Production optimization through water-front control using adjoint gradient-based techniques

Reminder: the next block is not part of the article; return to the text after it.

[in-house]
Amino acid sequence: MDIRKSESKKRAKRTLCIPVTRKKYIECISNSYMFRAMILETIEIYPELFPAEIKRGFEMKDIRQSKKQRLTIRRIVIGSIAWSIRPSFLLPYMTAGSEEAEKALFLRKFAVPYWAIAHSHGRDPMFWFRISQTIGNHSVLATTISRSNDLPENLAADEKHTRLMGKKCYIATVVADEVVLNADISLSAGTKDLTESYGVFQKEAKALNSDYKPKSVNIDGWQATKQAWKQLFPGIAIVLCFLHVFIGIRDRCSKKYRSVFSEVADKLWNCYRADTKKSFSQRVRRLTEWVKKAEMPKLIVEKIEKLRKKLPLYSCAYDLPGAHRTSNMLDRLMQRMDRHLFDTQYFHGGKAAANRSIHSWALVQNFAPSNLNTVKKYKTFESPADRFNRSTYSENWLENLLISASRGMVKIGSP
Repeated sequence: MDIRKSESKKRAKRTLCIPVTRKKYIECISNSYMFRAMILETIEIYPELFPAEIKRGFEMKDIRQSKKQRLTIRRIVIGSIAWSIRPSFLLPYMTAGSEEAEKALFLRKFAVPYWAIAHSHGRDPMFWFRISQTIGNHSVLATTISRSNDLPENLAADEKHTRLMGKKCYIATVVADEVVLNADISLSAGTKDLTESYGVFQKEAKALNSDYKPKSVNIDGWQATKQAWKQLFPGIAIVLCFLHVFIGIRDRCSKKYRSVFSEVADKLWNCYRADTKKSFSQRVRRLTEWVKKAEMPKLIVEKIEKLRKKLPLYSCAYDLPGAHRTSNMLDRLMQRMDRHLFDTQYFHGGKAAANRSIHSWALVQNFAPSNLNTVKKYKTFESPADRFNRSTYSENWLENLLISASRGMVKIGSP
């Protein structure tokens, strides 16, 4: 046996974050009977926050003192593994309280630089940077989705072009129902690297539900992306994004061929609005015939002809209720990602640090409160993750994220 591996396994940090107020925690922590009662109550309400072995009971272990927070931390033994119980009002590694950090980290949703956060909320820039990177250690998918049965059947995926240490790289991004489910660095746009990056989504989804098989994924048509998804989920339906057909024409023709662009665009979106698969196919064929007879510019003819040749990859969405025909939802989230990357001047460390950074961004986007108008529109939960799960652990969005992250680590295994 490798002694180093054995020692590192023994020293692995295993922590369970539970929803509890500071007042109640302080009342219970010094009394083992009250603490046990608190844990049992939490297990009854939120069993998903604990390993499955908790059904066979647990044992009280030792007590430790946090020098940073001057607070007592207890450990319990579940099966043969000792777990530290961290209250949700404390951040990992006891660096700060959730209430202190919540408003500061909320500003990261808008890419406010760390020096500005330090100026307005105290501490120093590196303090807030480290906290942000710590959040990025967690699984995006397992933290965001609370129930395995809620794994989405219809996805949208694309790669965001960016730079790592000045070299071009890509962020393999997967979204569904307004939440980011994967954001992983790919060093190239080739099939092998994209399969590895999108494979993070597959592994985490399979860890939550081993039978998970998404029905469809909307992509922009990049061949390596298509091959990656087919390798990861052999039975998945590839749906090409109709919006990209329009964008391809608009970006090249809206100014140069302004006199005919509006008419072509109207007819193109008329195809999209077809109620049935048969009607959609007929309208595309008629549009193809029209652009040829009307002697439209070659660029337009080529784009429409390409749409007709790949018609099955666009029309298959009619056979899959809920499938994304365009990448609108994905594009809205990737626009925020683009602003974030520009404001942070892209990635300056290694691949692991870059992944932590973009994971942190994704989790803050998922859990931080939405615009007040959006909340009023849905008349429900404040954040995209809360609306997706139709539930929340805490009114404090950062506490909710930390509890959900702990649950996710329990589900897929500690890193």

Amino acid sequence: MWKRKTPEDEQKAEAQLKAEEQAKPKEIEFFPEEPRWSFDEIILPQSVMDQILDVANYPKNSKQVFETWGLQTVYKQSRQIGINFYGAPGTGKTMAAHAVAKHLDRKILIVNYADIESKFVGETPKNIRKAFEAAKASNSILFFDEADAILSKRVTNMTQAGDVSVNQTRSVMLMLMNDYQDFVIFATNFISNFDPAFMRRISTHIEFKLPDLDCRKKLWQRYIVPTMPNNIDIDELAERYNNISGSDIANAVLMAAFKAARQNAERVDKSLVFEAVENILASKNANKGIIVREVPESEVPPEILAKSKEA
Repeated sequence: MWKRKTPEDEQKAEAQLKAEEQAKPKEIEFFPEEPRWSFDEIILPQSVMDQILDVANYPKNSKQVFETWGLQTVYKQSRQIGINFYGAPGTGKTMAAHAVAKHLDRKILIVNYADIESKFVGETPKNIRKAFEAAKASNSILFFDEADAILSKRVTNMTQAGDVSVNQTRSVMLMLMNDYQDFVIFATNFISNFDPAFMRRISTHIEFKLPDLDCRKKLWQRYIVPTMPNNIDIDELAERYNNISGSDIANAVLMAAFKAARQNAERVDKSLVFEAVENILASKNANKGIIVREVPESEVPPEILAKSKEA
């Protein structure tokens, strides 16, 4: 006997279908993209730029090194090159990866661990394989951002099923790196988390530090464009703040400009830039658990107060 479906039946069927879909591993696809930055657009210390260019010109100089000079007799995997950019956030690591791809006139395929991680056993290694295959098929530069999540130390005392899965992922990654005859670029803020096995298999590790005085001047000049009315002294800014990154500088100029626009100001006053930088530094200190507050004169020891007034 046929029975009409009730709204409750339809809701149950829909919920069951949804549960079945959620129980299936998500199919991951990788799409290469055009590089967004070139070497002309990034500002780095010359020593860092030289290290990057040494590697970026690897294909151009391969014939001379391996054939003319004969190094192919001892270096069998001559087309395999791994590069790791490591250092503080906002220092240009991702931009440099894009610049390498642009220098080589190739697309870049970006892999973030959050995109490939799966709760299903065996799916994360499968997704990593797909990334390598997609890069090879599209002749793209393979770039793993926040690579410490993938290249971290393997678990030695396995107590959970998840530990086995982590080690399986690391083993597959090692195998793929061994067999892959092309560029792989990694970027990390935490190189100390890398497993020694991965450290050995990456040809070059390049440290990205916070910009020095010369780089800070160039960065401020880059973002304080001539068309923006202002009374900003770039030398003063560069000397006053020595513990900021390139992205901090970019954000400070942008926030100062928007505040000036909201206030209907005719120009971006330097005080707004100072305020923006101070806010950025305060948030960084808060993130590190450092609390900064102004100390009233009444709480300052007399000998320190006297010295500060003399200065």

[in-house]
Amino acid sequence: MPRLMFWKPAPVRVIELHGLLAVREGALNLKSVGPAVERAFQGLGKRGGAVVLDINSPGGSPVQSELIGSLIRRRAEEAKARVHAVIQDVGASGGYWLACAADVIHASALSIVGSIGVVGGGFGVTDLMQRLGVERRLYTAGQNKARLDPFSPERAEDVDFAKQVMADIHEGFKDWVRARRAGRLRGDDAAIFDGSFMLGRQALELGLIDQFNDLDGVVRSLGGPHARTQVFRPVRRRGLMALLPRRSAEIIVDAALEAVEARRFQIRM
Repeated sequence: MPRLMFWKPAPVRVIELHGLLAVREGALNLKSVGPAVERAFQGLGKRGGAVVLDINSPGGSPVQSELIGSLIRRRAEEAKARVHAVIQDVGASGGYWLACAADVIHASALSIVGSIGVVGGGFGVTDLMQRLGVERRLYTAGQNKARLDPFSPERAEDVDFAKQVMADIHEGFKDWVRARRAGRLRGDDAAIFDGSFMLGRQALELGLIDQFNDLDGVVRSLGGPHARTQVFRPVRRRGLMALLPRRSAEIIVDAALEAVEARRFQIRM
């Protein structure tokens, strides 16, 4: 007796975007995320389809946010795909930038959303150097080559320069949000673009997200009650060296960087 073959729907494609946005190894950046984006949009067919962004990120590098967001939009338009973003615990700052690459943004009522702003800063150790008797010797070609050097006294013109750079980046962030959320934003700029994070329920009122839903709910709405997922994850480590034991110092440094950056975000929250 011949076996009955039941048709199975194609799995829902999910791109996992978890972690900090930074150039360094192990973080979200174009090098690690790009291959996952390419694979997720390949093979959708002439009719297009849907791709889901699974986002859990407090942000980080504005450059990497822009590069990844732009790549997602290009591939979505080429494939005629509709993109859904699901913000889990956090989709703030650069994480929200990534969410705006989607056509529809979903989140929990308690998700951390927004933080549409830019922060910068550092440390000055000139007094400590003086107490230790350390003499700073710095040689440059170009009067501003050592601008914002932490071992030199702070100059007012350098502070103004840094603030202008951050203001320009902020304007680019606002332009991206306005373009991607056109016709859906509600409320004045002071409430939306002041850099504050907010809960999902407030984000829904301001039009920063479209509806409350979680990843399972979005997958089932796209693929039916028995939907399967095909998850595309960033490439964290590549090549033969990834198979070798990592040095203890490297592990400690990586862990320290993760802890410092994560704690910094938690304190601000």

The optimization of oil production is a tedius and computational intensive process that requires the solution of time dependent nonlinear set of partial differential equations describing the flow of hydrocarbons in anisotropic porous media. Optimization of production is usually performed using either gradient free techniques like genetic, particle swarm algorithms, or gradient-based techniques where the gradients are computed through the solution of the adjoint problem. Optimization using gradients converges much faster than gradient-free techniques resulting in significant saving in computational time but it usually gets trapped to poor local optima. It is known that the optimal solution of the production optimization problem in homogeneous reservoirs requires equal arrival times of the water-front from the injector wells to the production wells. The aim of this project is to achieve production optimization by a redefinition of the objective function, which is usually defined to be the cumulative oil recovery, so that water-fronts can be controled directly to arrive simultaneously at the production wells. This project requires a highly motivated student that will co-design, develop, and implement the adjoint gradient-based method for the particular objective functions in a compositional reservoir flow simulator. Strong C++ programming skills are required as well as experience in reservoir simulation and compositional flow models.